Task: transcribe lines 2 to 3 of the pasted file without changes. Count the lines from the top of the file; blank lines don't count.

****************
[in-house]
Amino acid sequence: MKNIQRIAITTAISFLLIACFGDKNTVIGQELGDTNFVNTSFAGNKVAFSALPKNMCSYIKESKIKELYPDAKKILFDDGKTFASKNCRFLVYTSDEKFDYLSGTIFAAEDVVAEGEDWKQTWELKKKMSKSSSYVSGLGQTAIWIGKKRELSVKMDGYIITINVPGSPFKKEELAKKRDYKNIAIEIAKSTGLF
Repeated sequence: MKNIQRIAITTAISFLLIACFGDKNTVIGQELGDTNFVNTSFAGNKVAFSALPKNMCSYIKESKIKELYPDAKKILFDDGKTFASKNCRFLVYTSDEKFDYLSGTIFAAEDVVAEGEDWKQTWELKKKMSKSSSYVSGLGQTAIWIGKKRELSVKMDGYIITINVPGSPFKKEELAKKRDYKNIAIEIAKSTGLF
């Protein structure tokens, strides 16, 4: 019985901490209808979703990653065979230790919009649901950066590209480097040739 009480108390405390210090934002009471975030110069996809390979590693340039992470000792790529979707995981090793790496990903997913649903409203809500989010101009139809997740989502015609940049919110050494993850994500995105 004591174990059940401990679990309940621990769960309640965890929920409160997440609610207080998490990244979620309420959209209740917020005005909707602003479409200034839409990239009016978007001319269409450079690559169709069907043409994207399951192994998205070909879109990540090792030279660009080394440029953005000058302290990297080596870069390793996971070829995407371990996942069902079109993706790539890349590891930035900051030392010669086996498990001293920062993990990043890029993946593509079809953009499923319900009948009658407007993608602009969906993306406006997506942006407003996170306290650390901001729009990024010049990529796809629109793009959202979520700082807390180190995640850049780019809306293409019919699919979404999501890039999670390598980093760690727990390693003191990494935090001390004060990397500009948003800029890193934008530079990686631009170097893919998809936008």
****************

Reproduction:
Amino acid sequence: MKNIQRIAITTAISFLLIACFGDKNTVIGQELGDTNFVNTSFAGNKVAFSALPKNMCSYIKESKIKELYPDAKKILFDDGKTFASKNCRFLVYTSDEKFDYLSGTIFAAEDVVAEGEDWKQTWELKKKMSKSSSYVSGLGQTAIWIGKKRELSVKMDGYIITINVPGSPFKKEELAKKRDYKNIAIEIAKSTGLF
Repeated sequence: MKNIQRIAITTAISFLLIACFGDKNTVIGQELGDTNFVNTSFAGNKVAFSALPKNMCSYIKESKIKELYPDAKKILFDDGKTFASKNCRFLVYTSDEKFDYLSGTIFAAEDVVAEGEDWKQTWELKKKMSKSSSYVSGLGQTAIWIGKKRELSVKMDGYIITINVPGSPFKKEELAKKRDYKNIAIEIAKSTGLF